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Written by: The TMR Team

The third quarter of 2018 was record setting for real estate in the Tahoe Truckee region by every measure but for one. Total sales volume and average price hit all-time highs while median price equaled the 2006 market peak. Only the total number of sales units fell behind the same period last year due, in part, to a supply constrained market.

Total sales volume from July through September totaled $540,385,789. The second ever period eclipsing a half billion and pushing higher than the same time in 2017 by 7%. With the total number of transactions lagging by 7%, the market is being driven by premium inventory. In fact, average price (a metric more easily manipulated by extraordinarily high prices), surged by 14% from $903,576 in 2017 to $1,037,785.

Median price, more reflective of whole market conditions, bumped up 8% from $595,000 to $645,000 despite lower transaction volume.

In good markets and bad, the third quarter begins a steady climb as the regional market gains momentum when summer visitors combine with anticipation of winter-to-come. This momentum will typically peak with closed transactions in October before tapering to year end.

Driving activity during Q3, were an extraordinary number of premiere transactions of both Tahoe lakefront properties and Martis Camp estate homes. In total, 4 properties crested $10 million including Tahoe Mountain Realty’s $24,000,000 masterpiece sale on Tahoe’s West Shore. Martis Camp, a community that didn’t exist when the market last peaked in 2006, transacted ten homes in the last 90 days from $4,185,000 – $11,750,000 adding $64,000,000 to the region’s transaction volume.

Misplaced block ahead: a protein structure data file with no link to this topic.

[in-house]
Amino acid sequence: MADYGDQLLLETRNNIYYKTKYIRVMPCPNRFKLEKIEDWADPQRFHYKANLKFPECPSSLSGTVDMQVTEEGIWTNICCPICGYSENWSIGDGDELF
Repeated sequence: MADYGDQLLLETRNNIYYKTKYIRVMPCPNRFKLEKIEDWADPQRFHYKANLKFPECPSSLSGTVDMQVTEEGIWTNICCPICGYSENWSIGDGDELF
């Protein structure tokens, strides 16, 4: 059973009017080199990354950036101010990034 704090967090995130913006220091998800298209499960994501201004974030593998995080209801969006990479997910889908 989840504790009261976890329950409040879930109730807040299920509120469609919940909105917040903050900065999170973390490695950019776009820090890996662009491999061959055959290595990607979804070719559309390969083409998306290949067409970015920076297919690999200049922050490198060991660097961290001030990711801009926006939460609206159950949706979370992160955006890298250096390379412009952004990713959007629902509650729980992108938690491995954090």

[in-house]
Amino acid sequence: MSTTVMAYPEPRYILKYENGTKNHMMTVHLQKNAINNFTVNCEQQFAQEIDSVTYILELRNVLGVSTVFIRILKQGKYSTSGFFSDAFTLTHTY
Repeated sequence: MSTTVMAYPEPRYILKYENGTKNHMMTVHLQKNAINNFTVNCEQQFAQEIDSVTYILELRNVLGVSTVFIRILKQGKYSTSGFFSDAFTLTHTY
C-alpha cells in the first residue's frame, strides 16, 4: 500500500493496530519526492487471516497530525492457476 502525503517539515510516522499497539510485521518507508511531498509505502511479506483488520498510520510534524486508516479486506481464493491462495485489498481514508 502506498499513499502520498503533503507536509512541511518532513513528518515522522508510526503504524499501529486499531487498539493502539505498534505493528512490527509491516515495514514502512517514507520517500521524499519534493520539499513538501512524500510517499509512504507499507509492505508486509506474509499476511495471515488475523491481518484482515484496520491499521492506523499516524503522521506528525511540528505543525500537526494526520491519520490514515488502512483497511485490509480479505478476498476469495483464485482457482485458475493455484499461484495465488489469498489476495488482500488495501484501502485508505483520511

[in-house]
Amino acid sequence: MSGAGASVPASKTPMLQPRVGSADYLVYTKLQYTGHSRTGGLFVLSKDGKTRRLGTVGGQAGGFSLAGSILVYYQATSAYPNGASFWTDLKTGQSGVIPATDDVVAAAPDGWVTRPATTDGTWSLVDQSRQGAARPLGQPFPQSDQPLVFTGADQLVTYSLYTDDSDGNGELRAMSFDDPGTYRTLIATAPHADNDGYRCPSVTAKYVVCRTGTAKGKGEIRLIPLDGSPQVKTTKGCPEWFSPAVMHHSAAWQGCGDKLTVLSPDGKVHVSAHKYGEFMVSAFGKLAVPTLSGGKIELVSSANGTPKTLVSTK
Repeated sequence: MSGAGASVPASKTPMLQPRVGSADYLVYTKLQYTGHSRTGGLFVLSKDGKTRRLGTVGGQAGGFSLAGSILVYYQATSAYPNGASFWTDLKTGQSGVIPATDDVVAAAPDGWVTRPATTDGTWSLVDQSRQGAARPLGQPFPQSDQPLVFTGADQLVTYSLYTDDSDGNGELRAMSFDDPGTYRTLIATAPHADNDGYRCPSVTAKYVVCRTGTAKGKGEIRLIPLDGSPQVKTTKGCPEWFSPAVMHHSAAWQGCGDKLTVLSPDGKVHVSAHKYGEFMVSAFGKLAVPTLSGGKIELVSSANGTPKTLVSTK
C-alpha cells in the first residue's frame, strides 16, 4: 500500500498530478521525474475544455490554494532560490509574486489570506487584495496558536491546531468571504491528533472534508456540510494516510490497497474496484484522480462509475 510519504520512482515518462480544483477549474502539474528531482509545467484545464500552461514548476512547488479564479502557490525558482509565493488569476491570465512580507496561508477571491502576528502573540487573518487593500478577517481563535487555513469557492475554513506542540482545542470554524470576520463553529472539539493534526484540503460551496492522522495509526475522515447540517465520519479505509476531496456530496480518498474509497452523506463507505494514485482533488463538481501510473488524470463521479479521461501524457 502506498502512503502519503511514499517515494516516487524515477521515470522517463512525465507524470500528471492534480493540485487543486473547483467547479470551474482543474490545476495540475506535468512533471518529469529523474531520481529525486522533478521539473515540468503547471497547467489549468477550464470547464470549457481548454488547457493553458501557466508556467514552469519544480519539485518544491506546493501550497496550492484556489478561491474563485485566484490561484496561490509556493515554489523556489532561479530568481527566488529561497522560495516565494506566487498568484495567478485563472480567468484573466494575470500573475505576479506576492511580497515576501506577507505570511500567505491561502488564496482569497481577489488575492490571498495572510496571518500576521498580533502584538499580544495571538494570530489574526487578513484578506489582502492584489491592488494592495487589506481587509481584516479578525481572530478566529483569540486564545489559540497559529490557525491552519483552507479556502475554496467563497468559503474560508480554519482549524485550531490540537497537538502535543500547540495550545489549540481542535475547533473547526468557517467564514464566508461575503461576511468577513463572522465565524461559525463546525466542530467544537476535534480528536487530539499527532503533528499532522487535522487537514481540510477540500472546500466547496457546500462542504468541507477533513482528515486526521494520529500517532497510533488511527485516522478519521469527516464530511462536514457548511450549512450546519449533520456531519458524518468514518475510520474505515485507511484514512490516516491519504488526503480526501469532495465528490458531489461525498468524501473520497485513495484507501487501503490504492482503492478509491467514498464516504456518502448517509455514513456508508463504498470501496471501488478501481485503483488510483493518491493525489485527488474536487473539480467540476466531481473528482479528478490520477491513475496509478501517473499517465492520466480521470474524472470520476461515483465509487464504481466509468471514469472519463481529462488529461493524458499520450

With any market, the wealth is not distributed equally. While most residential structures have appreciated at a healthy clip, raw land has continued to depreciate. In addition to simple supply and demand considerations, land values have even greater variability based upon construction costs. Building cost has soared at a rate even greater than either inflation or home appreciation due to a complex combination of rising commodity prices, regulatory costs and exceptionally tight (and busy) labor supply. As a result, residual land value, defined as the value of a finished new home minus the cost to build, is actually inverted in many neighborhoods throughout the region. As a result, land values hover closer to mid-recession lows than peaking home values.

Looking ahead, Q4 appears poised to maintain at the steady pace of recent years. At 5 month’s supply, there is sufficient inventory to the consumers currently engaged though many are accumulating significantly days on market for having been ambitiously priced.

While the current bull market is showing no sign of major correction, a plateauing appears inevitable as the buyer pool becomes saturated. Whether such a slowing comes before the end of 2018 is yet to be seen. Regardless, the beauty and health of the region remain recession-proof commodities.